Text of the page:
UK Riots Could Happen Again, Says Peter Smyth Of Police Federation - And Majority Of MPs Agree
A senior police officer and a number have MPs have warned riots which swept England and led to nearly 3,000 arrests in the capital alone could flare up again.
Chairman of the Metropolitan Police Federation Peter Smyth told the Huffington Post UK that there would definitely be more "public disorder" and that August's riots could happen again.
"I think there will be more public disorder, because we know there are a number of events planned by certain unions. I think it's a fair guess that they'll turn into riots - there are a number of people off people out there who will use these events to agitate."
And he said riots like those in August could also happen again: "We saw what happened in August and we saw how quickly it mushroomed so we need to keep our eyes open. What would I imagine is that it would need a trigger - but if it broke out again then hopefully we'd be a bit more ready for it."
The police federation chair was responding to a ComRes poll of MPs which showed over half of MPs - 55% - believed there could be more disorder on the same scale. Smyth said the MPs were right to be concerned.
David Lammy, the MP for Tottenham - where the riots started - told HuffPost UK his constituents were also worried: "MPs concern that this will happen again is shared by the people in Tottenham, who have now seen two riots in a generation. The first riot was a tragedy and the second a disaster. A third would be catastrophic.
"After 1985 a community felt deserted when the television cameras moved out and the political spotlight shone elsewhere. That cannot be allowed to happen again. We cannot live in a society where the banks are 'too big to fail' but whole communities are allowed to sink without a trace."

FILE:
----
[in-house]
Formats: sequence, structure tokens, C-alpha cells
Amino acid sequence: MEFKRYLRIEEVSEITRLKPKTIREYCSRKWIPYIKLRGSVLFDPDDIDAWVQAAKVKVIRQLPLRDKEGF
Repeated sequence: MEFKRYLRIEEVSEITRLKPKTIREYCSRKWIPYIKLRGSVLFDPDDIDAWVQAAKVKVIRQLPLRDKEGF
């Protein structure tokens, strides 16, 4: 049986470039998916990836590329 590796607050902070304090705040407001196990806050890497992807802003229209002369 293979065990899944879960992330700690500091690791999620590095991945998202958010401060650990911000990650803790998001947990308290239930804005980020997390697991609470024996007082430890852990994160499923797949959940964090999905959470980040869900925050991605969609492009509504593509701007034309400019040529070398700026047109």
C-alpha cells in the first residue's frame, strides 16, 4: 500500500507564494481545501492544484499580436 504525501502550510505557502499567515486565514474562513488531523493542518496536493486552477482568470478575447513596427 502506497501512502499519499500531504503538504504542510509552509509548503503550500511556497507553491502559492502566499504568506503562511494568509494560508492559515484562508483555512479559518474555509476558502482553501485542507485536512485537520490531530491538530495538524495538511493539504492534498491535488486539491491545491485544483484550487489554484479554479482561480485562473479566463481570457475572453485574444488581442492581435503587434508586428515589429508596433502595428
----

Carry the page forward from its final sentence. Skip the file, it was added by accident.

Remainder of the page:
The poll also showed Members of Parliament had lost trust in the police after the News of the World phonehacking scandal, with 58% agreeing that the Metropolitan Police were " insufficiently robust" when it came to combatting corruption.
And over a third of MPs said the riots had undermined their constituents' confidence in the police.
Peter Smyth at the Police Federation admitted that phone hacking had "inevitably" damaged the perception of the police, adding: "The conservative party still haven't forgiven us for arresting Damian Green."
However he said as yet no police officers had been convicted of corruption: "They said the News of the World had been paying police officers, but there's been nothing, months later. If there's evidence out there, let's see it."
ComRes chairman Andrew Hawkins said the findings showed MPs did not agree on the wider causes of the riots.
“MPs for the most part blame greed, opportunism and a lack of personal responsibility for the riots. However, there is no agreement on the wider underlying causes. MPs are able to identify the symptoms but there is no agreement over the root causes.”
The MPs polled said that greed, a lack of respect for authority, criminality and social breakdown were all to blame for the disorder - and 7% of Labour MPs blamed government spending cuts.
Most significant factors explaining why the riots occurred
· Greed & opportunism - 61% (71% Con, 54% Lab, 46% LD)
· Lack of sense of responsibility for own actions - 48% (52% Con, 42% Lab, 64% LD)
· Disregard for authority - 39% (49% Con, 29% Lab, 35% LD)
· Disregard for consequences of criminality of - 39% (38% Con, 38% Lab, 48% LD)
· Poor parenting - 27% (33% Con, 17% Lab, 27% LD)
· Long term breakdown in social institutions eg marriage - 15% (27% Con, 0% Lab, 8% LD)
· Lack of job opportunities - 11% (0% Con, 24% Lab, 14% LD)
· Anger at govt spending cuts - 3% (0% Con, 7% Lab, 0% LD)
However they were largely united on sentencing, with 75% overall saying riot punishments so far had been "proportionate". But over half of Liberal Democrat MPs agreed the riots sentences were "fairly disproportionate", highlighting a coalition split over sentencing.
So far nearly 1,774 people have been charged in connection with Augusts' riots.
ComRes surveyed a representative sample of 151 MPs on 1-23 September 2011.